'Make a copy of form2 which is used as a template
On Error Resume Next
DoCmd.Close acForm, frmname
DoCmd.DeleteObject acForm, frmname
On Error GoTo 0
DoCmd.CopyObject , "_tmpForm", acForm, "Form2"
'Open the _tmpForm in design mode to allow editing
DoCmd.OpenForm frmname, acDesign, , , , acHidden
'Add a bound text box for each fields
For Each f In r.Fields
With CreateControl(frmname, acTextBox)
' set control properties
.Name = f.Name
.Properties("ControlSource") = f.Name
End With
DoCmd.OpenForm frmname, acFormDS
Set Forms(frmname).Recordset = r
DoCmd.Save acForm, frmname
End Sub
InsertIntoStatements subroutine shows how to access add-in hidden tables through
CodeProject.AccessConnection rather than CurrentProject.Connection or
CurrentProject.AccessConnection. Firstly, the subroutine checks if the statement is

different from the last statement executed. If it is different, you have to insert the statement in
an internal table. Then, if there are more than 15 statements, you have to delete the older one:
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Private Sub InsertIntoStatements(stmt As String)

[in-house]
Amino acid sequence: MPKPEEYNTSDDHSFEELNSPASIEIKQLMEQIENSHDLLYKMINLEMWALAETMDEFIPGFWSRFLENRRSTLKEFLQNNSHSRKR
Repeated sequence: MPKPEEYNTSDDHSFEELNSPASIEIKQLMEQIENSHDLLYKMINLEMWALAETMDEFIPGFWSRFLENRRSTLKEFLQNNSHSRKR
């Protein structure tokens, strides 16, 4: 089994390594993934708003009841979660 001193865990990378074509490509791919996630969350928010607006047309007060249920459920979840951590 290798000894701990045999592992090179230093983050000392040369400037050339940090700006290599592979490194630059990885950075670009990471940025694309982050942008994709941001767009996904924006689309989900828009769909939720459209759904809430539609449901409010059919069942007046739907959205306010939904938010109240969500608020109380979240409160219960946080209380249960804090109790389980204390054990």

Dim r As ADODB.Recordset
Set r = New ADODB.Recordset
'Check that the statement has not already inserted
r.Open "SELECT count(1) AS cntr FROM _Statements WHERE date = _
(SELECT MAX(DATE) FROM _Statements) AND STATEMENT = """ & stmt _
& """", CodeProject.AccessConnection
If r!cntr > 0 Then
Exit Sub
End If
'Insert into statements
Dim cmd As ADODB.Command
Set cmd = New ADODB.Command
cmd.CommandText = "INSERT INTO _Statements VALUES _
(Now(), """ & _stmt & """ )"
cmd.ActiveConnection = CodeProject.AccessConnection

'if there are more than 15 statements

r.Open "SELECT count(1) AS cntr FROM _Statements", _
If r!cntr > 15 Then
'delete the oldest
cmd.CommandText = "DELETE FROM _Statements WHERE date = _
(SELECT MIN(date) FROM _Statements)"
cmd.ActiveConnection = CodeProject.AccessConnection
End If
'refresh the statements list
End Sub

I think this tool could be evolved in order to create and automate Database scripts to upgrade,
clean or move data.


12 April, 2007 - Original version posted

23 May, 2007 - First article update